25 signs of a toxic work environment in healthcare

Signs of a toxic work environment

Practicing in a toxic work environment is one of the reasons nurse practitioners become burned out. It is not enjoyable to go to work every day and experience a negative environment. Many nurse practitioners dread going to work and have a hard time getting motivated to care for patients. Nurse practitioners need to be aware of the signs of a toxic work environment.

Toxicity and negativity can come from multiple avenues. Maybe NPs experience a lack of support from administration. Maybe APRNs hear degrading comments from nurses. Maybe there is little praise or appreciation of nurse practitioners. There are many reasons why nurse practitioners experience a toxic work environment. 

I recently asked my fellow burned-out nurse practitioners their input of red flags indicating a toxic work environment. Many nurse practitioners responded, indicating a significant toxic work environment problem.

Signs of a toxic work environment

Here are some signs and red flags of a toxic work environment.

  • Lack of support from leadership or other staff
  • Degrading or disrespectful comments or actions
  • No willingness to change or see another point of view 
  • Lack of communication
  • Broken promises or staff not following through on something
  • Blaming, not taking accountability for actions
  • Gossiping about other staff or patients
  • Lack of professionalism 
  • Staff not acknowledging nurse practitioners as competent providers
  • Taking on a physician’s workload
  • Unfair/unequal treatment of staff
  • Lack of appreciation 
  • Micromanaging
  • Passive aggressive behaviors
  • Unrealistic expectations such as seeing an unfeasible amount of patients
  • Retaliation for speaking up about issues
  • Lack of boundaries between staff members
  • Lack of boundaries between patients
  • No empathy for personal lives/well being 
  • Lack of work-life balance
  • Nurse practitioners feeling anxious about work
  • Stress and overwhelm impacting our mental, physical, and emotional health
  • Increasing feelings of imposter syndrome
  • Lack of confidence and questioning clinical decision making 
  • Not preventing or addressing nurse practitioner burnout

Do you experience any of these negative issues in your place of work? 

Negative impact of a toxic work environment

I strongly encourage nurse practitioners to become aware of the signs of a toxic work environment. These are serious red flags of a toxic work environment that is not healthy for anyone to experience. There are a few reasons nurse practitioners are prone to working in a toxic work environment. For example, healthcare in general is a caring profession. Nurse practitioners constantly put others needs in front of our own. For this reason, some employers, staff, or patients take advantage of NPs. They may not treat the nurse practitioner fairly.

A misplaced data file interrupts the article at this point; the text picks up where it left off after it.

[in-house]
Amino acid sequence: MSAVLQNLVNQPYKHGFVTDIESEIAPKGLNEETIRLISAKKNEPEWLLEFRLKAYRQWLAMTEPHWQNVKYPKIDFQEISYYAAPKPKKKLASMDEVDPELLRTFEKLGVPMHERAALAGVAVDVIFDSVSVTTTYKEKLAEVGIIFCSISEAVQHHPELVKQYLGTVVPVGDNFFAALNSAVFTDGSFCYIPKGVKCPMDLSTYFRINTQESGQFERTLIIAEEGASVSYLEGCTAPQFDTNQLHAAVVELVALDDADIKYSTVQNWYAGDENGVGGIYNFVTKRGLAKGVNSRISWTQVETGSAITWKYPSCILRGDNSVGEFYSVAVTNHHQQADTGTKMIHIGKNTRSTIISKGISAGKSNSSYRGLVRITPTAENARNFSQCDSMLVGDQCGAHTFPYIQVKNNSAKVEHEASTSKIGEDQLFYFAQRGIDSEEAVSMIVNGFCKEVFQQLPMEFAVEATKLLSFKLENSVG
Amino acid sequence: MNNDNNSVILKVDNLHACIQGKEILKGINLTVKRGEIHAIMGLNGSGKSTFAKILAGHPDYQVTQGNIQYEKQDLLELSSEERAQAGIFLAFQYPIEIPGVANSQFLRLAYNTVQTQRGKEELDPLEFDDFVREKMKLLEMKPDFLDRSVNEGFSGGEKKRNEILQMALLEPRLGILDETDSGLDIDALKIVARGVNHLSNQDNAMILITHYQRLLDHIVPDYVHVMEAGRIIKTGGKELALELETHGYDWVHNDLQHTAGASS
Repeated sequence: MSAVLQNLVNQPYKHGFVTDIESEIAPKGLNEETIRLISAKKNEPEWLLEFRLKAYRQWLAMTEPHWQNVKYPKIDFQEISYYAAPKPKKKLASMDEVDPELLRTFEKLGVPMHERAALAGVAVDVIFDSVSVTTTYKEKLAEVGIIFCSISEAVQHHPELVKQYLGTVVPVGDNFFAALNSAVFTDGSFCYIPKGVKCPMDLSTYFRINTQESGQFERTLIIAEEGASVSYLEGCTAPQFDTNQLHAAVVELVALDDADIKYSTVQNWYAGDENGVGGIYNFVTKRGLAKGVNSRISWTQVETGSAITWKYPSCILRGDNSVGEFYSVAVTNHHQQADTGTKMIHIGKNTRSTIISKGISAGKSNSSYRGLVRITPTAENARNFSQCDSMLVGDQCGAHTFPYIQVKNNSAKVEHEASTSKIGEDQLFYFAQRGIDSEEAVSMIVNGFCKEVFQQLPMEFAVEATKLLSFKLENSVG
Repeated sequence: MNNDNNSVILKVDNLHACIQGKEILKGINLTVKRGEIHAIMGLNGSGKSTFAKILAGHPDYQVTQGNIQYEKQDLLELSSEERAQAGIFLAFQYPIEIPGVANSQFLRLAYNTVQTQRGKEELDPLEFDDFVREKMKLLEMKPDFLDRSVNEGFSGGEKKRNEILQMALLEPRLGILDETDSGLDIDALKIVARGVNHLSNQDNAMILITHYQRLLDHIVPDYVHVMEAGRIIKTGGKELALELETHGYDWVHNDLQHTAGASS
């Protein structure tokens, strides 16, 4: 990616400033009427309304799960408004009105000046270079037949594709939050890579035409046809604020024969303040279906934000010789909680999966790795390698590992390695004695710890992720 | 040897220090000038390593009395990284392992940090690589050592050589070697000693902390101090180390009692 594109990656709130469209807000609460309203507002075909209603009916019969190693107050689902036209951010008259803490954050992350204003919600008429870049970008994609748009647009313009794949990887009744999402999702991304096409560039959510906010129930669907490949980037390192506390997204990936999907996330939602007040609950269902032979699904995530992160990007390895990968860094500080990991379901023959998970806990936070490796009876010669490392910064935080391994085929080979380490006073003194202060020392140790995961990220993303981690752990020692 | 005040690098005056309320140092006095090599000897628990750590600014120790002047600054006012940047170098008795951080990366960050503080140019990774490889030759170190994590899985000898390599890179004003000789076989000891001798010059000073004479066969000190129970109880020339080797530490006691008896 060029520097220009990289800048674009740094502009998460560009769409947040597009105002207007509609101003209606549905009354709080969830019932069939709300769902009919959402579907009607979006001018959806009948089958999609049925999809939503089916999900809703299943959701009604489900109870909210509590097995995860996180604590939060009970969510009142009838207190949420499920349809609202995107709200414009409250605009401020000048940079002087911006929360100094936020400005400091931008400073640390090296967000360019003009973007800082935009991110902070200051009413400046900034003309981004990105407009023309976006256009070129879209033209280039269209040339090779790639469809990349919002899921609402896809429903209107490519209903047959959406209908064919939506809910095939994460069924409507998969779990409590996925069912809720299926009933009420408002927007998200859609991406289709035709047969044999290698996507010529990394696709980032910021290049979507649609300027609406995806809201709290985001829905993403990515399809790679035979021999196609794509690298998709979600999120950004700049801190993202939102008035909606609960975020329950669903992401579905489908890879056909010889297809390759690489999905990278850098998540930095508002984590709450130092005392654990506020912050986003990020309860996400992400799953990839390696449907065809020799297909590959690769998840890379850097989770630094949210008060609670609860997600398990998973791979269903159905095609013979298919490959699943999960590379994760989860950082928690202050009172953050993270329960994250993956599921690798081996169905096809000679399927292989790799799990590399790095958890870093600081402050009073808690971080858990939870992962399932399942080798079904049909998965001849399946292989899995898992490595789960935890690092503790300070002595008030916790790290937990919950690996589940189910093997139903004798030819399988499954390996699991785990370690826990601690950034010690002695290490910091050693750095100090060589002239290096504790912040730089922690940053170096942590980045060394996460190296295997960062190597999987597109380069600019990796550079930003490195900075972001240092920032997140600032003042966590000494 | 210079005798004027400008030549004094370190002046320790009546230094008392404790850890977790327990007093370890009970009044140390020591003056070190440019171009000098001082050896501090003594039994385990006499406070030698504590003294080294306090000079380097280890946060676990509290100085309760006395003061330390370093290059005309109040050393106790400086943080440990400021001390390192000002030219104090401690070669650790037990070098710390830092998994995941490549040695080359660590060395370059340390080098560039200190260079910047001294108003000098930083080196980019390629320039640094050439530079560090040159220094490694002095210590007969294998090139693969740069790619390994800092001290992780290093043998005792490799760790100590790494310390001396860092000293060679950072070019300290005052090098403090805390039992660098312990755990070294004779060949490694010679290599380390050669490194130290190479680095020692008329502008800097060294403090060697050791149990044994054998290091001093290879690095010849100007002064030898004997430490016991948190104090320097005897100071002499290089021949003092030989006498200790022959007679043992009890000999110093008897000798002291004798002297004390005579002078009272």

These negative signs of a toxic work environment creates a workplace that is not conducive for nurse practitioners to work. Many NPs dread going to work everyday. The may feel like they cannot safely or adequately care for patients. They start to despise the work and no longer find experience fulfillment working as a nurse practitioner. A toxic work environment can cause nurse practitioner burnout. Many APRNs consider leaving healthcare all together.

How to manage a toxic work environment

I think it is important for nurse practitioners to take a self assessment and become aware of their own work environment. Identify which of these signs of a toxic work environment in healthcare are applicable to your place of employment. What other experiences have you had to add to the list of signs of a toxic work environment?

Nurse practitioners then need to become aware if that negative aspect is a make or break for them. For example, do you get very little positive feedback from your clinic manger? Is this something that really frustrates you? Or is it not a big deal? What if the toxic work environment included a patient safety issue? That the place of employment had such a toxic work environment that the patient’s own safety was at risk. Is this a deal breaker for the nurse practitioner?

The Burned-out Nurse Practitioner wrote another blog article specifically discussing ways to manage or overcome these signs of a toxic work environment.

Erica D the NP is a family nurse practitioner and burnout coach. Erica created The Burned-out Nurse Practitioner to help overwhelmed APRNs create work-life balance, overcome nurse practitioner burnout, and advocate for themselves. The Burned-out Nurse Practitioner offers online courses, coaching, and support. Learn more at www.burnedoutnp.com

For time management and charting tips, check out The Nurse Practitioner Charting School– The one stop for all documentation resources created specifically for nurse practitioners. Learn more at www.npchartingschool.com

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